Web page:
Ginyard slowed by injury in team's first loss

MYRTLE BEACH, S.C. -- An injured Marcus Ginyard and Bishop O'Connell struggled to their first loss of the season Sunday night at the Beach Ball Classic as Roy Williams took in the action.

Ginyard, who finished with only 2 points on 1-7 shooting, added 10 rebounds, 2 steals, and 2 assists in the loss. After the game, a grimacing Ginyard was clearly disappointed with the 77-61 loss to Rufus King, which is ranked No. 4 in this week's USA Today poll.

"I thought that being out there was better for everyone than sitting on the bench, and I got a ton of support from my teammates. They really pushed me to try to get it together, to try to get out there so I felt like I owed it to them to get out there and do what I can do," he said.

Ginyard entered the game at the 11:58 mark of the first half and played the defense that is typical of his style, but didn't attack the basket in the same way he did in Saturday's win over Warren Central. After a two minute rest mid-half, Ginyard played out the remainder of the period, which ended with O'Connell down 47-27 to a Rufus King team that shot the ball extremely well (18-33 FG, 5-9 from behind the arc).

"I thought the big difference was that we really didn't run our offense, especially in the first half, which allowed them to get a lot of fast break points. I don't think they got as much out of their trapping as I saw last night, I think they got a lot out of us taking shots after only one or two passes," Bishop O'Connell coach Joe Wooten said.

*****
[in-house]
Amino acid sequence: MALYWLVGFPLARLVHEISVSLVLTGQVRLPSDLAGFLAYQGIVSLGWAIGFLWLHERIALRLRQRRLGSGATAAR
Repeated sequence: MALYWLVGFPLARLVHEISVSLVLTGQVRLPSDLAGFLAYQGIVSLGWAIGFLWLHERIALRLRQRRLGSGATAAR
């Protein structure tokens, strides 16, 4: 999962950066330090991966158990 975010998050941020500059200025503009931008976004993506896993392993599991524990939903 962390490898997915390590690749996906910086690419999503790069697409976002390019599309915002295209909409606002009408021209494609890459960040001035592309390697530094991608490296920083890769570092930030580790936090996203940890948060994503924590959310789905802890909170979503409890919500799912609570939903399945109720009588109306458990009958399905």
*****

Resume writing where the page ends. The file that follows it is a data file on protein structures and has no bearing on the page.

In light of the lopsided score, it was somewhat surprising to see Ginyard play so much in the second half. Wooten felt that since the ankle posed no threat of long term damage, and Ginyard was eager to play, there wasn't a potential issue with the amount of time he spent on the court.

"He just turned his ankle, so it wasn't a problem," Wooten said after the loss.

On several occasions, Ginyard utilized a low skip pass to create opportunities for teammates, though the official scorer only had him with one assist. By turning the ball over in his hand (imagine throwing a frisbee, but reverse the wrist), he is able to generate power on the pass and seems to use it effectively often.

One play in particular demonstrated the effect that Ginyard's injury had on his performance. Late in the second half, O'Connell's jump and trap defense forced a loose ball at the top of the key which Ginyard and King's Drew Jackson (the best player this writer seen here without a DI offer) pursued. It's a ball Ginyard usually would have gotten, but came up a split second short.

Ginyard, who Saturday stressed his dedication to getting to the basket and his offensive game, plans to play in the Tuesday afternoon consolation matchup with St. Raymonds (N.Y.).

"I'm just going to try to push through it. Like I said, being out there is better than nothing at all."


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